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Fall 2017 Syllabus: HI 305 Frauds and Mysteries of American History
Office: Withers Hall 364
Cheryl Dong is a Ph.D. candidate in Public History who is writing her dissertation entitled, “Dyin’ for a Revolution: How the Black Panther Party Constructed Notions of Black Martyrdom.” Her work examines how the Black Panthers used their bodies to perform the consequences of police brutality on minority communities. In so doing, the Black Panther Party radicalized the notion of who could or could not be considered a victim and brought the problem of police brutality to national attention. The Black Panthers’ activism has continued to shape how modern movements like Black Lives Matter have continued to deal with issues of social justice. Cheryl Dong has also collaborated with various public history organizations in the Triangle on physical and online exhibits. Her collaborations include work with the Khayrallah Center for Lebanese Diaspora Studies, the Durham History Hub, and the Digital Innovation Lab at UNC Chapel Hill.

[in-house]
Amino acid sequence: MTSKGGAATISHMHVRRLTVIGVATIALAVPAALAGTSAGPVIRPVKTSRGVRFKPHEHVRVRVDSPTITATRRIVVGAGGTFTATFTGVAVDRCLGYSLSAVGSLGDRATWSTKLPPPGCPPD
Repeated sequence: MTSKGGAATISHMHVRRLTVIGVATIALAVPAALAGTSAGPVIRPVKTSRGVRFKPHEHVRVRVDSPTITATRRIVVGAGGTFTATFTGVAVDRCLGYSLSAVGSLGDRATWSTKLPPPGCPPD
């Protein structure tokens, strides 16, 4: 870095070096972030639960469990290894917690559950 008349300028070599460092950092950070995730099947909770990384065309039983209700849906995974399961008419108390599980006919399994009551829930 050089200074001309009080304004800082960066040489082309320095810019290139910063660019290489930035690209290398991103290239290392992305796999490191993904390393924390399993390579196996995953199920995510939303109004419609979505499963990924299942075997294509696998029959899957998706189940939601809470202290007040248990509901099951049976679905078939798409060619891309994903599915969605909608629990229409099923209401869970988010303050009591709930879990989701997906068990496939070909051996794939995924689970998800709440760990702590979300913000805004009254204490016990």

Teaching and Research Interests
Public History, Memory and Commemoration, African American History, Civil Rights Movement, Social History, Cultural History, Heritage Studies, Ethnic Studies
B.A. in History and Classical Studies, Duke University, 2010
M.A. in History, University of North Carolina at Chapel Hill, 2013